There are two featurettes on the DVD, The first is called 'The Passion of the Dance' and does pretty much what it says. It's just over four minutes of clips of cast members talking about dance, dancing and the dancers of the Joffrey Ballet Company. Neve Campbell, Malcolm McDowell, Barbara Turner (screenwriter) and Robert Altman contribute to this presentation, all discussing in one way or another the dedication, commitment and professionalism required to be a full-time dancer. The second featurette ('The Making of The Company') is a bit more meaty. Running at approximately seven minutes, it covers many of the points raised in the commentary, and works as a kind of extended trailer for the film. Once again we hear from Neve Campbell, Robert Altman, Malcolm McDowell and Barbara Turner, but here there are also snippets from James Franco and Andrew Dunn (cinematographer). If you don't have time for the commentary, definitely check this extra out for some additional insight into the making of the film and for Altman's famous quotation "I don't think I can go back and approach film the way I did before this".
Then we're down to the final two special features. The first is the trailer for the film. I'd not seen it before and I actually think it's a decent summary of what the film's going to be like, and even for it's short duration it's very pretty to look at. Finally, there's a two minute segment called The Dancers Show Off which shows the dancers in a rehearsal room doing their stuff. Not quite as show-offy as I imagined it might be, but it's a fun addition that doesn't have any cast or crew commenting, just gives the dancers of the Joffrey a chance to prance around a bit.
The Company definitely isn't a film for everyone. First of all there's no real story or narrative, just snippets of insight into the lives of the characters, pulled together with some fantastic ballet performances. I found that about halfway through the film I stopped caring about whether the story itself was going anywhere, and instead became hypnotised by the performances, looking forward to each for my next visual 'hit'. Altman has really surpassed himself in the presentation of dance on-screen... even on small-screen, as this DVD will inevitably be. It's a very different kind of film for me, and one I found intriguing as I became more and more fascinated by the dancing and the music. The DVD extras rounded it out nicely and explained so much so well that I'm glad they've been presented alongside the film in the way they have.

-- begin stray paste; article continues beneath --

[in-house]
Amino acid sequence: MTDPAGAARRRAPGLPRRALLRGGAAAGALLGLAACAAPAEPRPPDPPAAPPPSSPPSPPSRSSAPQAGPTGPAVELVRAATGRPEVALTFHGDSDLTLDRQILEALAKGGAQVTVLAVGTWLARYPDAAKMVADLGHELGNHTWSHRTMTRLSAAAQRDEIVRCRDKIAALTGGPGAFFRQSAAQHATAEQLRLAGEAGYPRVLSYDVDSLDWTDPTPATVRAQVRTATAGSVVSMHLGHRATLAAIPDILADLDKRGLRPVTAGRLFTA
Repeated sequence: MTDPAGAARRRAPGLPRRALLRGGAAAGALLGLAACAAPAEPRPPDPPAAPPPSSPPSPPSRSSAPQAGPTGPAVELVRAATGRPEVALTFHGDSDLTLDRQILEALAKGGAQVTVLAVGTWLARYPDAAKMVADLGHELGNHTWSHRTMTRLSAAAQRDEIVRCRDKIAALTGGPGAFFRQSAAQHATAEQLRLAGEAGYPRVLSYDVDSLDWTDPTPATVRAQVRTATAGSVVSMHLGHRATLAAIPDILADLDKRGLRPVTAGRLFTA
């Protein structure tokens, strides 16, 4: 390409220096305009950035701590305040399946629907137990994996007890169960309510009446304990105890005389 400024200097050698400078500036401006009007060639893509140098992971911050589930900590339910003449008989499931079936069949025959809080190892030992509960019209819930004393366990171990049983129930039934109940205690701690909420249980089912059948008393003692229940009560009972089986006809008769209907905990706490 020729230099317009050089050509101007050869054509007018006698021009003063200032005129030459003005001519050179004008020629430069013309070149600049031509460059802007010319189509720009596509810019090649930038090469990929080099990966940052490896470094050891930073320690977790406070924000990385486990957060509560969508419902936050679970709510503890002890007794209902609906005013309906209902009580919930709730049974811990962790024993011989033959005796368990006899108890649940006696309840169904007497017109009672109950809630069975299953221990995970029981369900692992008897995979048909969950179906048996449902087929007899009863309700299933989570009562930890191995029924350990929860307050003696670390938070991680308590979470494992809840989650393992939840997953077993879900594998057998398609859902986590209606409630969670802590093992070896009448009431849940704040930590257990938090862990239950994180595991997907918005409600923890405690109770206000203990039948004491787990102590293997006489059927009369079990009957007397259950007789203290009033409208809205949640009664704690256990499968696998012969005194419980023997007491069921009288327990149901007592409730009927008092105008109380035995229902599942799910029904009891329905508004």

As for recommending the film, that's a really hard call. Some people will love it, but others will certainly hate it. If you can cope with a very minimalist approach, some beautiful direction and cinematography and fantastic ballet – then go for it. Otherwise – you have been warned, there's not much story, there's a lot of ballet and no one dies gruesomely!